Respect and love for the genre

You would think that all authors of fantasy love reading it as much as writing it, but there are a surprising number of authors who consider anything other than Tolkien to be inferior and won’t bother reading anything else. Others write fantasy because they think that existing books aren’t good enough, which sort of raises the question of why they are writing fantasy in the first place. The best fantasy writers are those who have a huge love, passion, and respect for the genre and want to add something of their own to it.

What other characteristics do you think turn a good fantasy writer into a great one?

About the Author:

Jessica is a freelance arts and culture writer and an amateur fantasy author with a degree in Creative Writing from Bath Spa University. She has previously had work published in The Bath Chronicle, Fan/Slash Fic, Craft Your Content, and Blueink Review and is currently a contributing writer for The Culture Trip. You can see more of her work at woodthewriter.com.

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pmmg
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pmmg

I think I would have to argue a bit with Perfectionist (and perhaps its not really meant the way the word would imply). Perfect is an endless quest that has no end. At some point you have to know enough is enough and let go.

deensmalls
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deensmalls

Superb! Already bookmarked this!

Yora
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Yora

Imagine what they could do if they would fill all the pages with dense content.

kyrrimar
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kyrrimar
Black Dragon

I agree. Large, overblown epics with endless, meandering stories are the bane of fantasy literature.

I agree. But dang, these things sell in the millions.

Antonio del Drago
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Antonio del Drago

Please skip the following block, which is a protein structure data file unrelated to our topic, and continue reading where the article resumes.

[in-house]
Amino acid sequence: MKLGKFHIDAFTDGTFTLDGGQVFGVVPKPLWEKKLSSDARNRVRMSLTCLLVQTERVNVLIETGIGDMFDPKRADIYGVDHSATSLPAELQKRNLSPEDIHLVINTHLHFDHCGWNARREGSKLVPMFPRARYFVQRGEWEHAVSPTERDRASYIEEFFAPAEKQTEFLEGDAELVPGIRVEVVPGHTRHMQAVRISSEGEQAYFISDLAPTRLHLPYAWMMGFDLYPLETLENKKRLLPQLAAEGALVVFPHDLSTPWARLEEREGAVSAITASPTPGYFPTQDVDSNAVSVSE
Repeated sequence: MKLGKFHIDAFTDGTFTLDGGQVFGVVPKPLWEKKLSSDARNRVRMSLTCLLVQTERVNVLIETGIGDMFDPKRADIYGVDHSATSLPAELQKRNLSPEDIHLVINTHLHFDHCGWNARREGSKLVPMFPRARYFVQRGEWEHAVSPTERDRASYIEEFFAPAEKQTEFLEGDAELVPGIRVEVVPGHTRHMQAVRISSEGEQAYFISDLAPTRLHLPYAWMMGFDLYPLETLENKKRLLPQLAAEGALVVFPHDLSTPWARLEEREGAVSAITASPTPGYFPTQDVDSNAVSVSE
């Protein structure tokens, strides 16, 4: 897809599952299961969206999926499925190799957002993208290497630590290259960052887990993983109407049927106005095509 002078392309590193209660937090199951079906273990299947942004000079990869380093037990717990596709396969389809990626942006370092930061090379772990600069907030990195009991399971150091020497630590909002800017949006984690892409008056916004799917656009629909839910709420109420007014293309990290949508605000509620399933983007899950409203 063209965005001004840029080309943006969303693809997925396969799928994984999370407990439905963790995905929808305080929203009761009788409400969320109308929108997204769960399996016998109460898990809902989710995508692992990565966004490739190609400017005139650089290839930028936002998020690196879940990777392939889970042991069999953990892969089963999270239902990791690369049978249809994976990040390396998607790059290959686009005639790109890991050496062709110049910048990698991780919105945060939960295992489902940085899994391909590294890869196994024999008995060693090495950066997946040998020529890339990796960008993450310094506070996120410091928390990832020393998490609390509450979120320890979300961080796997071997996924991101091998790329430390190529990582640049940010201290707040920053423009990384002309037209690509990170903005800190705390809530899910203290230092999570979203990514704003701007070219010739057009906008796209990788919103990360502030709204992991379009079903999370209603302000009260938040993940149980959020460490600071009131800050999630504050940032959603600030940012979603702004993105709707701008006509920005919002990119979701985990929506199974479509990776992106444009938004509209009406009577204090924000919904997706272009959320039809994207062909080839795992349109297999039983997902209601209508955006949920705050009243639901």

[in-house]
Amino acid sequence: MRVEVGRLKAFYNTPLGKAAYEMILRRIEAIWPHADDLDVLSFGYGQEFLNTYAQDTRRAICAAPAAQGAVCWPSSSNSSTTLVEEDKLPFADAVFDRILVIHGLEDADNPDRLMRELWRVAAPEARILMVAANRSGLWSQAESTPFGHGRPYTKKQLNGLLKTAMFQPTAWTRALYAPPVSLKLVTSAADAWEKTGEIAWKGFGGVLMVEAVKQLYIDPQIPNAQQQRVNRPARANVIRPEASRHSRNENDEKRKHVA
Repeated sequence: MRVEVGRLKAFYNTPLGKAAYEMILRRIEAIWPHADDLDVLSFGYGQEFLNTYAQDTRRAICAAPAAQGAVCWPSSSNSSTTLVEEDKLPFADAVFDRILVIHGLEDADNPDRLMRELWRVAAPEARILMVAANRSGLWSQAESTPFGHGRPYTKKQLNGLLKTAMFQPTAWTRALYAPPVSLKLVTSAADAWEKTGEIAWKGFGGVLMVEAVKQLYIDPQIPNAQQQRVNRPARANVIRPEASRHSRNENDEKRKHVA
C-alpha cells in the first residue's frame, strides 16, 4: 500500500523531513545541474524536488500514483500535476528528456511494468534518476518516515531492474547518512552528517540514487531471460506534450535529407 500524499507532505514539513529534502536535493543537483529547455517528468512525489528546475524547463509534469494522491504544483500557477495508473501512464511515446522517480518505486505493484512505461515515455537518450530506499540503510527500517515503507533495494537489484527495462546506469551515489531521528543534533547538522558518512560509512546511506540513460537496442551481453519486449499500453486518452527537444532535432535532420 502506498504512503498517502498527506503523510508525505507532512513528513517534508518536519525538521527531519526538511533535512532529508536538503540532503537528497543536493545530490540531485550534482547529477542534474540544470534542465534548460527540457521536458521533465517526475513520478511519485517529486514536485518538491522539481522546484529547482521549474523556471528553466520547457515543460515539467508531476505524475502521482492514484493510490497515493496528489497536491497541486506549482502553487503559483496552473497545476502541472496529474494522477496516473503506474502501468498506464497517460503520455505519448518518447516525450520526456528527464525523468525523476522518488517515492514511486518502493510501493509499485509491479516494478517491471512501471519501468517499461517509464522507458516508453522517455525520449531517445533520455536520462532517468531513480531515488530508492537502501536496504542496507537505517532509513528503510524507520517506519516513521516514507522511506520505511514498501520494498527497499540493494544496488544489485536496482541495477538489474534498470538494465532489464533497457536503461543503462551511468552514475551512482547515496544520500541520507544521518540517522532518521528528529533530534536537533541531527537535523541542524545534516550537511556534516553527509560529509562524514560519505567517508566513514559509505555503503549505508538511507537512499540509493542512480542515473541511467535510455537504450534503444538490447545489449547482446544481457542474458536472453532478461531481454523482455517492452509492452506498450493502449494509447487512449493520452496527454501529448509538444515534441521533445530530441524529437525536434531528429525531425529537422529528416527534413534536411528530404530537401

Yora

Restraint, revision, and trial and error are indispensible to making a fantasy story tight and crisp. Bloat and shapelessness are the big killers that are plaguing the trade.

I agree. Large, overblown epics with endless, meandering stories are the bane of fantasy literature.

kyrrimar
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kyrrimar

"…fantasy is indulgent…" Yes, yes it is. Some writers (and readers) long to bathe in the worldbuilding river, lingering there for pages, not bothered that the plot is going downstream with them. Others just want to make it across alive. :LOL:

Yora
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Yora

A good case being made for Less is More. Not doing less work, but a serious effort to identify the important bits and clear out the clutter. I really like the quote (by someone) "Perfection is not reached when there is nothing left to add, but when there is nothing left to remove". Restraint, revision, and trial and error are indispensible to making a fantasy story tight and crisp. Bloat and shapelessness are the big killers that are plaguing the trade.

Jessica
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Jessica

That is true, it is easy to get lost in worldbuilding that doesn’t make it onto the page. But I also think that the more effort you put into worldbuilding, the better it will come across in the final edit.